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[2] She had a trusted maidservant named Gigis, who had most influence with her and assisted her in preparing the poison, according to Deinon, although Ctesias says she was merely privy to the deed, and that against her will. The poison was actually given by a man named Belitaras, according to Ctesias; Deinon gives his name as Melantas. After a period of dissension and suspicion, the two women1 had begun again to meet and eat with one another, although their mutual fear and caution led them to partake of the same dishes served by the same hands.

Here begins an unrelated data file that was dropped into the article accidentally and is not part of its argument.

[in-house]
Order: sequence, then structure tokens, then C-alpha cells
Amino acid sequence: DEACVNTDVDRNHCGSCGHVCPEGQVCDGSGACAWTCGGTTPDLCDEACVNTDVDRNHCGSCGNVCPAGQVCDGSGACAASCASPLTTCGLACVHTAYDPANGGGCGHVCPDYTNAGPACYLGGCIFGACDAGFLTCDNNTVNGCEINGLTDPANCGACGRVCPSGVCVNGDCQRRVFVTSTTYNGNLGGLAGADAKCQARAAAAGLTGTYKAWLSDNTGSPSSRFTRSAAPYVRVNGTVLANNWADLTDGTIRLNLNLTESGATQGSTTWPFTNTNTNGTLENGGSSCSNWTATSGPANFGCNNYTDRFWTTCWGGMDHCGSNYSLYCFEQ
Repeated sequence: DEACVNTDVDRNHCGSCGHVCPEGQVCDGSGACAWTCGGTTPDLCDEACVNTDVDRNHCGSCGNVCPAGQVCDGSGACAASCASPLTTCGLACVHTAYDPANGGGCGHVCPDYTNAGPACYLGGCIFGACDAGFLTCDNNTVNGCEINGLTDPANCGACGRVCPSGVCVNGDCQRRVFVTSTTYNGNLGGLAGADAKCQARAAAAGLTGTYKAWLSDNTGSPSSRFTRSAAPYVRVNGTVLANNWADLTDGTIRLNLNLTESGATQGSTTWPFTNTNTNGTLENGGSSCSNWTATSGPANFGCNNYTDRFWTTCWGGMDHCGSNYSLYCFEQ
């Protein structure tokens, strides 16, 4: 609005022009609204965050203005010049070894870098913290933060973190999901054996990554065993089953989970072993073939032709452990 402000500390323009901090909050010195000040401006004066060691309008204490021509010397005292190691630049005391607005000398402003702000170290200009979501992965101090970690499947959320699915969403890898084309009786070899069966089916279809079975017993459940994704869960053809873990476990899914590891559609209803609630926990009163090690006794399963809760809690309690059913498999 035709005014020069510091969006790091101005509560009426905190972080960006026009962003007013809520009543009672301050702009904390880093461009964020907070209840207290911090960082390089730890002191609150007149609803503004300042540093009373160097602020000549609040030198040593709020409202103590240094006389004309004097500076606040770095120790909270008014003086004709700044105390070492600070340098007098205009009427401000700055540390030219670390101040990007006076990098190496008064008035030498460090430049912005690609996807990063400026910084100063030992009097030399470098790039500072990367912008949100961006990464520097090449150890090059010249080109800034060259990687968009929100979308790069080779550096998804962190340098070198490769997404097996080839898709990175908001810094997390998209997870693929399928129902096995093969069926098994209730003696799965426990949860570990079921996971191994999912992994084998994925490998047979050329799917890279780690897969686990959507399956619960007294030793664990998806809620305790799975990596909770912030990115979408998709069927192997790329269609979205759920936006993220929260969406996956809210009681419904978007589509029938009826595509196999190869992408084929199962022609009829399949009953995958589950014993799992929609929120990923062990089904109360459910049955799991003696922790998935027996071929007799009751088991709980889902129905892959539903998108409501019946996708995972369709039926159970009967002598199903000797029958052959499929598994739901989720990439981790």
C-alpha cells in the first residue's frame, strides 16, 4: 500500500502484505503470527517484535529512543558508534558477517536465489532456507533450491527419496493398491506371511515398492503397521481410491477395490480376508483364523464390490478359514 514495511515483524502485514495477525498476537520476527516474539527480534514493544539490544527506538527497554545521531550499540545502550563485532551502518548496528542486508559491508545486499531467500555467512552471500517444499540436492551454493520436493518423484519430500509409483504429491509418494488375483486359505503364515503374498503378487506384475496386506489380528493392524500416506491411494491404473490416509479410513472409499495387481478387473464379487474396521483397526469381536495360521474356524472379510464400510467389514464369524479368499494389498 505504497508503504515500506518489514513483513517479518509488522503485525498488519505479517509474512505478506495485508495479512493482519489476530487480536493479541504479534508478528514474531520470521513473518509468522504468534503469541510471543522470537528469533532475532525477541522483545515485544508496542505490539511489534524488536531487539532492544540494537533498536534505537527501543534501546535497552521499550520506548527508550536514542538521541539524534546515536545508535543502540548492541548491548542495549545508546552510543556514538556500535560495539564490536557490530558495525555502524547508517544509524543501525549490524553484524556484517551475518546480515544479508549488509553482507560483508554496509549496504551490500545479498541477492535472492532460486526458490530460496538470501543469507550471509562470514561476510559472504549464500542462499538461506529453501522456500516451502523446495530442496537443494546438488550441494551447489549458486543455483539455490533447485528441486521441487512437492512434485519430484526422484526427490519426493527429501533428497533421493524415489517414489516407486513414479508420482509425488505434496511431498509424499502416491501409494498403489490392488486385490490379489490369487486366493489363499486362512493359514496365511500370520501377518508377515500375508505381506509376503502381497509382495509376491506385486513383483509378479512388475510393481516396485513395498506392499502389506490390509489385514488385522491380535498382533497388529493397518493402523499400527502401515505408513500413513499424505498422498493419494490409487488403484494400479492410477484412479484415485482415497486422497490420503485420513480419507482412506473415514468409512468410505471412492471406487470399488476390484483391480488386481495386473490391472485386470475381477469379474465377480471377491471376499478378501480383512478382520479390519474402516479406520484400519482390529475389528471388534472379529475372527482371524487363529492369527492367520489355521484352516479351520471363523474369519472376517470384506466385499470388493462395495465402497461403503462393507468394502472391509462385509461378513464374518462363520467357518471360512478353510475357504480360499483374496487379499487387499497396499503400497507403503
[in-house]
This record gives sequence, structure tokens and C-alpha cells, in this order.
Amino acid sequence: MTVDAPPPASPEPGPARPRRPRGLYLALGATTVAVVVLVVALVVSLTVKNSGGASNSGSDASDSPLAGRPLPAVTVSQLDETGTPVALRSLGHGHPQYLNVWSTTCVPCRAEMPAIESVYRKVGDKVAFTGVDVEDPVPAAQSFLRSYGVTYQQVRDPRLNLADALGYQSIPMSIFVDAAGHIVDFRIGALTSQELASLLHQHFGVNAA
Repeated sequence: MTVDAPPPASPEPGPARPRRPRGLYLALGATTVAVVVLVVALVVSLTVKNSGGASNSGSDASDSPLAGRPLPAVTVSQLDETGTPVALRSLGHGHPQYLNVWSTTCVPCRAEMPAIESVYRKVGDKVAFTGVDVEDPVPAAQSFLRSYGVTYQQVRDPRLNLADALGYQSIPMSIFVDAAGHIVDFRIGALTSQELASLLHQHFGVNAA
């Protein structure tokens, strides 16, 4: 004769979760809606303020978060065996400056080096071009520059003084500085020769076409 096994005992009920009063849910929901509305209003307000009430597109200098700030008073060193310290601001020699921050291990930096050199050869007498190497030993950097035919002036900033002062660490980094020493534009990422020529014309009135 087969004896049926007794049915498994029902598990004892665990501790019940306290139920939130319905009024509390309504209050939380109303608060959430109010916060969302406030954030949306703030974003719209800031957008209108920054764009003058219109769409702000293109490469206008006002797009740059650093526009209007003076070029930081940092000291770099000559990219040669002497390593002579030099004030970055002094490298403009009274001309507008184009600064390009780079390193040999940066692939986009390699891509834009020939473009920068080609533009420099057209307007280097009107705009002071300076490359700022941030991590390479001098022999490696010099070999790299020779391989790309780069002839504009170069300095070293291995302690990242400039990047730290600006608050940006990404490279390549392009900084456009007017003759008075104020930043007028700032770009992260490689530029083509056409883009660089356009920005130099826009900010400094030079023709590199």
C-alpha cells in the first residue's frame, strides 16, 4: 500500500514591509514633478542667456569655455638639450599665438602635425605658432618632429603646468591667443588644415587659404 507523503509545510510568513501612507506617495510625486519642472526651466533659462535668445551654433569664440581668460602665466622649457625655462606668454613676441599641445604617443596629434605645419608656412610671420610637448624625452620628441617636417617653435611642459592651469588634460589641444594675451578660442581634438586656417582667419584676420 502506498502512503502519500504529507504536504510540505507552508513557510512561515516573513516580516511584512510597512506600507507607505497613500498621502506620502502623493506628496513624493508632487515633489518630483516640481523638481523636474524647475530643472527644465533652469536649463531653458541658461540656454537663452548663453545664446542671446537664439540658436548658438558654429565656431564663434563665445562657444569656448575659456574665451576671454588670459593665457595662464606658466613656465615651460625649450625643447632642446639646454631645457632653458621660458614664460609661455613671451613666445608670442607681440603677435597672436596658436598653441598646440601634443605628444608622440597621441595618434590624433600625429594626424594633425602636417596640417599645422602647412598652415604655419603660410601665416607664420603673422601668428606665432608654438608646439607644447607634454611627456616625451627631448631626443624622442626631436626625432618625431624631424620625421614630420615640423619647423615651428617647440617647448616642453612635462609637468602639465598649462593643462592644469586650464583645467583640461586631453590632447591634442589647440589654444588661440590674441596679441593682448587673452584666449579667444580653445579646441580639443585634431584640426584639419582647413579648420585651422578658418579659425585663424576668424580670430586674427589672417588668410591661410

1 i.e., Parysatis and Stateira.

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